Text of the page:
UT researchers create plastic-eating enzyme that could clean landfills, polluted areas

Engineers and scientists at The University of Texas at Austin have created an enzyme that breaks down environmentally harmful plastics in a matter of hours to days, the university announced Wednesday, April 27. These plastics normally take centuries to degrade.

400 million tons of plastic waste is produced each year, according to the United Nations Environment Programme (UNEP). 

Litter strewn all over Southend's beaches after thousands descended on Southend on Sea in Essex as temperatures soared to 28 ¡C in what was the hottest day in 2021 amid the COVID-19 coronavirus pandemic. June 2021. (Photo by: Rob Welham/Universal His

UNEP says that if historic growth trends continue, the global production of primary plastic is expected to reach 1,100 million tons by 2050. Less than 10 percent of the seven billion tons of globally generated plastic waste has been recycled.

An estimated 75 to 199 million tons of plastic waste is currently found in our oceans, says UNEP. This waste enters aquatic ecosystems from the world's rivers, which directly connect with lakes and oceans. The amount of plastic waste entering oceans per year could nearly triple by 2040 unless changes occur to how plastic is produced, used and disposed.

UT's enzyme has the potential to aid in this global and pressing issue. 

The university says it has the possibility to allow major industries to reduce their impact on the environment by recovering and reusing plastics at the molecular level.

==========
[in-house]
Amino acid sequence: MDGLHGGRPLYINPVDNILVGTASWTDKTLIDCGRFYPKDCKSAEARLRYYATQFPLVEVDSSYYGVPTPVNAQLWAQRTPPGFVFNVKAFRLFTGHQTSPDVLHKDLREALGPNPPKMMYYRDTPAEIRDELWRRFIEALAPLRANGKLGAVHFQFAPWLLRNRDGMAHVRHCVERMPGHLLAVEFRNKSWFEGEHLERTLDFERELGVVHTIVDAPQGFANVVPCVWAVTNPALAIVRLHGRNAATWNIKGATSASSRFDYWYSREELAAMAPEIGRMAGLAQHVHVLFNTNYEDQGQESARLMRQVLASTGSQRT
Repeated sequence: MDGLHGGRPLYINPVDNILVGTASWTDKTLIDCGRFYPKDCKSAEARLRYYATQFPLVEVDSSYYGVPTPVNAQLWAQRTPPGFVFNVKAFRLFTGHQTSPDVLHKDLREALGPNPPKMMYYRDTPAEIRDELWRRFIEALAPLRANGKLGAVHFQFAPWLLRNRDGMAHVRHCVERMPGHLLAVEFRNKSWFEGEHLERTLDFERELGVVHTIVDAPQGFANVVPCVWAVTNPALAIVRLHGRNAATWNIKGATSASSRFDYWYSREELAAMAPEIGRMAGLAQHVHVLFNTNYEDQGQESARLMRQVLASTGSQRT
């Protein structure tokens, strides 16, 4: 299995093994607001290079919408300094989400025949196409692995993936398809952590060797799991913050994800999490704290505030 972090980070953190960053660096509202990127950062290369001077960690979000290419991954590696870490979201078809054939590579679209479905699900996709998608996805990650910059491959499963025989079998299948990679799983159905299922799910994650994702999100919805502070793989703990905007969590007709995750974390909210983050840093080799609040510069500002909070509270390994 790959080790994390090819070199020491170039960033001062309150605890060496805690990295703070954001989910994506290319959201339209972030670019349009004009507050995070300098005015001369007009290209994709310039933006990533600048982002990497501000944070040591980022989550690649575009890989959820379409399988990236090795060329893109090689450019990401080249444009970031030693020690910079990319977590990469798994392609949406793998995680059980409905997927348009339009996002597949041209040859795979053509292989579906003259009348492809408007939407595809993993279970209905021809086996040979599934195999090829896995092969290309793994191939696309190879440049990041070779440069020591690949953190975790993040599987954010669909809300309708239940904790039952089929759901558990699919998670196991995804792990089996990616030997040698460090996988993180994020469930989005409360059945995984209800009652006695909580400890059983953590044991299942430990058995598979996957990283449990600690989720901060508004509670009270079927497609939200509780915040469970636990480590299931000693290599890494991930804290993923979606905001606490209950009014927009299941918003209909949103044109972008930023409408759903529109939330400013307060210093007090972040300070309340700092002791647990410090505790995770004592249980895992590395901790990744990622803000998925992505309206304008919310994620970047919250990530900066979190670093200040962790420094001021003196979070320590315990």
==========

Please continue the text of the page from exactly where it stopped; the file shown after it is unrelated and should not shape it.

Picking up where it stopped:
Polyethylene terephthalate (PET) is a significant polymer making up 12% of all global waste. UT's enzyme project focuses on PET, as it is commonly found in cookie containers, soda bottles, fruit and salad packaging, and more.

According to the university, the enzyme was able to complete a "circular process" consisting of breaking down the plastic into smaller parts, and then chemically putting it back together. These plastics can be fully broken down within 24 hours in some cases. 

UT says researchers at the Cockrell School of Engineering and College of Natural Science used a machine learning model to generate novel mutations to a natural enzyme called PETase, which allows bacteria to degrade PET plastics. Which mutations in these enzymes that would accomplish the goal of quickly depolymerizing post-consumer plastic waste at low temperatures is predicted by the machine.

Researchers were able to prove the effectiveness of the enzyme, which they are calling FAST-PETase, (functional, active, stable and tolerant PETase), after studying over 50 different post-consumer plastic containers, polyester fibers and fabrics as well as water bottles all made from PET. 

The enzyme can perform the recycling process at less than 50 degrees Celsius, according to the university. It's capability to operate efficiently at low temperatures makes it portable and affordable for large industries. 

UT says the next steps for the team is to scale up the enzyme for industrial and environmental application. A patent application for the technology has been filed by the researchers. The team is exploring several possibilities for this technology, including cleaning up landfills and polluted areas.

Research of this project was led by Hal Alper, professor in the McKetta Department of Chemical Engineering at UT Austin, as well as associate professor of Chemical Engineering Nathaniel Lynd and Hongyuan Lu, a postdoctoral researcher in Alper’s lab.

Andrew Ellington, professor in the Center for Systems and Synthetic Biology team led the development of the machine learning model. Danny Diaz, a member of Ellington's lab, created the machine learning model.

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